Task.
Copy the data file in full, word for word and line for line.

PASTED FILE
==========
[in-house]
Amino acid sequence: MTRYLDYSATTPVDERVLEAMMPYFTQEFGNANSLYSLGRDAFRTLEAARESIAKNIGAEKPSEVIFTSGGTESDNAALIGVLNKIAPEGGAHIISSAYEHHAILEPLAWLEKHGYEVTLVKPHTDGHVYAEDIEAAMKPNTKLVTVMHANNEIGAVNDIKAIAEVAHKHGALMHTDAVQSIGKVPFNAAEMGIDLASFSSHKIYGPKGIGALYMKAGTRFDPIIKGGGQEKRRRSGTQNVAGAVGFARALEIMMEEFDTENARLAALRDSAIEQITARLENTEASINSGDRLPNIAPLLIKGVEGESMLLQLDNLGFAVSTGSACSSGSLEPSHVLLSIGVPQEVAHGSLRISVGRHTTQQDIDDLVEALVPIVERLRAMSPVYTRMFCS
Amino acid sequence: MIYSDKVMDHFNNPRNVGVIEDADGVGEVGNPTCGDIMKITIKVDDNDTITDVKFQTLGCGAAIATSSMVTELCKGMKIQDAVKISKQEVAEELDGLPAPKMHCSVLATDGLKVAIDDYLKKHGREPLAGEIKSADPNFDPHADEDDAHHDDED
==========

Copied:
[in-house]
Amino acid sequence: MTRYLDYSATTPVDERVLEAMMPYFTQEFGNANSLYSLGRDAFRTLEAARESIAKNIGAEKPSEVIFTSGGTESDNAALIGVLNKIAPEGGAHIISSAYEHHAILEPLAWLEKHGYEVTLVKPHTDGHVYAEDIEAAMKPNTKLVTVMHANNEIGAVNDIKAIAEVAHKHGALMHTDAVQSIGKVPFNAAEMGIDLASFSSHKIYGPKGIGALYMKAGTRFDPIIKGGGQEKRRRSGTQNVAGAVGFARALEIMMEEFDTENARLAALRDSAIEQITARLENTEASINSGDRLPNIAPLLIKGVEGESMLLQLDNLGFAVSTGSACSSGSLEPSHVLLSIGVPQEVAHGSLRISVGRHTTQQDIDDLVEALVPIVERLRAMSPVYTRMFCS
Amino acid sequence: MIYSDKVMDHFNNPRNVGVIEDADGVGEVGNPTCGDIMKITIKVDDNDTITDVKFQTLGCGAAIATSSMVTELCKGMKIQDAVKISKQEVAEELDGLPAPKMHCSVLATDGLKVAIDDYLKKHGREPLAGEIKSADPNFDPHADEDDAHHDDED